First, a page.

Farrah Fawcett hair is coming back as “chandelier layers”

Farrah Fawcett hair hasn’t been big in a while. The most recent time feathered-ish layers were big was probably during the days of “Coyote Ugly.” But according to beauty experts, these big, bouncy, face-framing waves are coming back in a big way. Only now, they’re called chandelier layers.

This hairstyle is big in Hawaii, according to stylists interviewed by Glamour. According to us, this high-maintenance look might just catch on in the mainland, where under-styled and slept-in hair has been the law of the land for a while now.

READ ALSO: “Curtain bangs” are about to be everywhere 

But first, a history lesson: back in the day, people went crazy over Farrah Fawcett not only because of her looks but because of her thick hair with so much volume.

Her hair made such an impact on American culture that years later, Capital Cities made a song called “Farrah Fawcett Hair.” On top of that, it’s 2018 and we’re still talking about her impact today.

Now, here’s the most iconic poster of Farrah that made the look pop back in the 1970s:

And here’s the modern-day version, courtesy of stylist Alan V at Honolulu’s Salon Blanc.


Alan does these bangs all the time and has even coined the term “The Grand Chandelier” for his dramatic deep side and middle bangs, inspired by Farrah Fawcett herself.

If you have a medium to long hair length and love a middle or side part and waves, this will be the go-to look for you.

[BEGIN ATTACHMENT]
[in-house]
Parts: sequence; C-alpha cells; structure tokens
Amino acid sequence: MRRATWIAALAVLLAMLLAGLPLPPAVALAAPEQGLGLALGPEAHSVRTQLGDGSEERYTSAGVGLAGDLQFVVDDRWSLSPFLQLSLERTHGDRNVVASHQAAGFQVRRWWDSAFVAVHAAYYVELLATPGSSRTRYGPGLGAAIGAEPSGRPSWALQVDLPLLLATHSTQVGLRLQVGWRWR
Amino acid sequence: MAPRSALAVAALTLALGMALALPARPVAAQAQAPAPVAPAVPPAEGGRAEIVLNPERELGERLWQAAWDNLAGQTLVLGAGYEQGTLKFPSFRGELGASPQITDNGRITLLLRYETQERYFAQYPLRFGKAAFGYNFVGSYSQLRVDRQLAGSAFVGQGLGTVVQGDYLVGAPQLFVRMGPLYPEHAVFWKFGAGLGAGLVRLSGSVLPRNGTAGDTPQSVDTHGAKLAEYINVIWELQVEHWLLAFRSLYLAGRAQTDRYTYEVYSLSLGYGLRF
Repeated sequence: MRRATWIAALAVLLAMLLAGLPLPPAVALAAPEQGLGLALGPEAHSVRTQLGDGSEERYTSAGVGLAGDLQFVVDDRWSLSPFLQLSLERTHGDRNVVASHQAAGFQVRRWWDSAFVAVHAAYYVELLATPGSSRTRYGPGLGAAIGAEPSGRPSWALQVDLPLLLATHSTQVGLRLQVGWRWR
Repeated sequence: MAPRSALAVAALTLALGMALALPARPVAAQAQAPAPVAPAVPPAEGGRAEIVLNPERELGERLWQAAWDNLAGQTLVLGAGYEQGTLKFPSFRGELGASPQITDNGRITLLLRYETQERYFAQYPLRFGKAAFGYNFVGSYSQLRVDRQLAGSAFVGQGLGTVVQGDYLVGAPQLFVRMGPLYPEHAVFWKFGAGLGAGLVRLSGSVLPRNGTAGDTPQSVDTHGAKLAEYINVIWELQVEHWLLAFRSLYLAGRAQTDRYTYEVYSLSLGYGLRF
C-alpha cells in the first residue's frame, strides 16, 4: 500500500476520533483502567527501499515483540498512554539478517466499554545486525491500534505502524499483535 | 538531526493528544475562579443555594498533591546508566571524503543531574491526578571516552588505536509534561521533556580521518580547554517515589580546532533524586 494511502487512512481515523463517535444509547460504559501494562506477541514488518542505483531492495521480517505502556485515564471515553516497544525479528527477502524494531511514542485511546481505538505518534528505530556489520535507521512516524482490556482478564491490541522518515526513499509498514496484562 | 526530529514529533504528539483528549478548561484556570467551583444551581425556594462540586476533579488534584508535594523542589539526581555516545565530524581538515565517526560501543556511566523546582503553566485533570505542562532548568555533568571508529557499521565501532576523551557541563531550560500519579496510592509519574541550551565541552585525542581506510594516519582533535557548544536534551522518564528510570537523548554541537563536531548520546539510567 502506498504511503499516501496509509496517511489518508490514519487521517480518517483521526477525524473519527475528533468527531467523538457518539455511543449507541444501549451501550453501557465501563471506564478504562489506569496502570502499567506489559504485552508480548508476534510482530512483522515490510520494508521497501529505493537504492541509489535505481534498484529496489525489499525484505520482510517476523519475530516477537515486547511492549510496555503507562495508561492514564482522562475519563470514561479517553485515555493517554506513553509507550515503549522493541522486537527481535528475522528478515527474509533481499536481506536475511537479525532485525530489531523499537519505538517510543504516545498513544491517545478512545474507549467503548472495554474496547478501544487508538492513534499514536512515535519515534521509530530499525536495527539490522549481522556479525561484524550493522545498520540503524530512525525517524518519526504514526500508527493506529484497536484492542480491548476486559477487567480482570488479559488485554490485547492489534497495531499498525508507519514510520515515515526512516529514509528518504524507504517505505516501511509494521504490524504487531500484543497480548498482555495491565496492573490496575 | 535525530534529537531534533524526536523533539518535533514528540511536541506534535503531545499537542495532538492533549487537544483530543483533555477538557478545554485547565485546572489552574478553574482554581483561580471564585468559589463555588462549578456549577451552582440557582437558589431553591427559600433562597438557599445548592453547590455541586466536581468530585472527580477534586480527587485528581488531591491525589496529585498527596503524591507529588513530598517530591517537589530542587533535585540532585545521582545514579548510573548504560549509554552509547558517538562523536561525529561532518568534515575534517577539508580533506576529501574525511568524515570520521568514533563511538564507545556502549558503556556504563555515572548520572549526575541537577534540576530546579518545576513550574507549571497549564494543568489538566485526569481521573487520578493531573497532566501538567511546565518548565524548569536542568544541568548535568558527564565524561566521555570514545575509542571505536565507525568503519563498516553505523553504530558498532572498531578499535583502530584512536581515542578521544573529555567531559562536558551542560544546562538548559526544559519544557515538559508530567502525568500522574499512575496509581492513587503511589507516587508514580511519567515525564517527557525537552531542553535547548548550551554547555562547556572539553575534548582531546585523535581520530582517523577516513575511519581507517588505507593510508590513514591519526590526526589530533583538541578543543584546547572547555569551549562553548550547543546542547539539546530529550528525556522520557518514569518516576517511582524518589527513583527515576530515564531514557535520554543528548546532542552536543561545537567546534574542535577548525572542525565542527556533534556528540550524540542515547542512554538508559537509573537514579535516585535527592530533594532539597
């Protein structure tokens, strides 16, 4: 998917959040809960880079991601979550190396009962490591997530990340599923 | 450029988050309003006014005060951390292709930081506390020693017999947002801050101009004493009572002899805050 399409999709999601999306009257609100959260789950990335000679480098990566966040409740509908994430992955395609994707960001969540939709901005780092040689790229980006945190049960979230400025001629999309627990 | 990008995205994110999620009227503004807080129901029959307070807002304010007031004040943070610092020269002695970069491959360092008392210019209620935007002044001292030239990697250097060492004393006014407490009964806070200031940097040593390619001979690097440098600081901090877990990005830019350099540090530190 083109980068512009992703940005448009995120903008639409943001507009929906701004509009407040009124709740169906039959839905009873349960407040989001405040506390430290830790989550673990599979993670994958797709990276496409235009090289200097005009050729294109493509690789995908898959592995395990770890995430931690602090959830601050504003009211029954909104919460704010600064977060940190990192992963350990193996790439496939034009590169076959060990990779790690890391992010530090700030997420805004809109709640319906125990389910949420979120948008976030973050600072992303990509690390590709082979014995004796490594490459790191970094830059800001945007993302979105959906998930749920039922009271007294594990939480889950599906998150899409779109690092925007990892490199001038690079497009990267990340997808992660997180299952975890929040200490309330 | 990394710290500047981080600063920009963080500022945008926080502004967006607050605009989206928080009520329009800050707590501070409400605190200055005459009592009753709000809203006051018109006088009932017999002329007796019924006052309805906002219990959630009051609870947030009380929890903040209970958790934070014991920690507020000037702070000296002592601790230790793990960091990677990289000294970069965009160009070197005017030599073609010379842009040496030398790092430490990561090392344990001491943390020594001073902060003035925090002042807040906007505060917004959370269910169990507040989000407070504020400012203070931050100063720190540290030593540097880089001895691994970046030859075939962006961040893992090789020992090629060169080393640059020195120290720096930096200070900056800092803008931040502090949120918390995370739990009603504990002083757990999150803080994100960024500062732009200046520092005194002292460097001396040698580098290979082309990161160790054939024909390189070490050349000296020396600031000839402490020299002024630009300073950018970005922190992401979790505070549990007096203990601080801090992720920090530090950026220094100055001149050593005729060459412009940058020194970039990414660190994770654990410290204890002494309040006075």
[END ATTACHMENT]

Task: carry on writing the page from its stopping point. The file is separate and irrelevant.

The key to achieving this style is having deep layers in the back and gradual layers toward your face. Make sure you’re curling your hair with a barrel curling iron to get these curls as well. You can achieve this look with any hair type and just the tightness or looseness of your curls based on your preference.

For more style inspo, you can check the #curtainbangs hashtag on Instagram. Curtain bangs will also trend hard this year, and we’ve noticed many stylists are naturally adding chandelier layers to their curtain bang cuts because the swept-back styling works so well with that style of fringe.


Again, this look is high-maintenance and not for the faint of heart (or the curling-iron-allergic). Good luck!

READ ALSO: The surprising secret to Margot Robbie’s frizz-free hair is MoroccanOil

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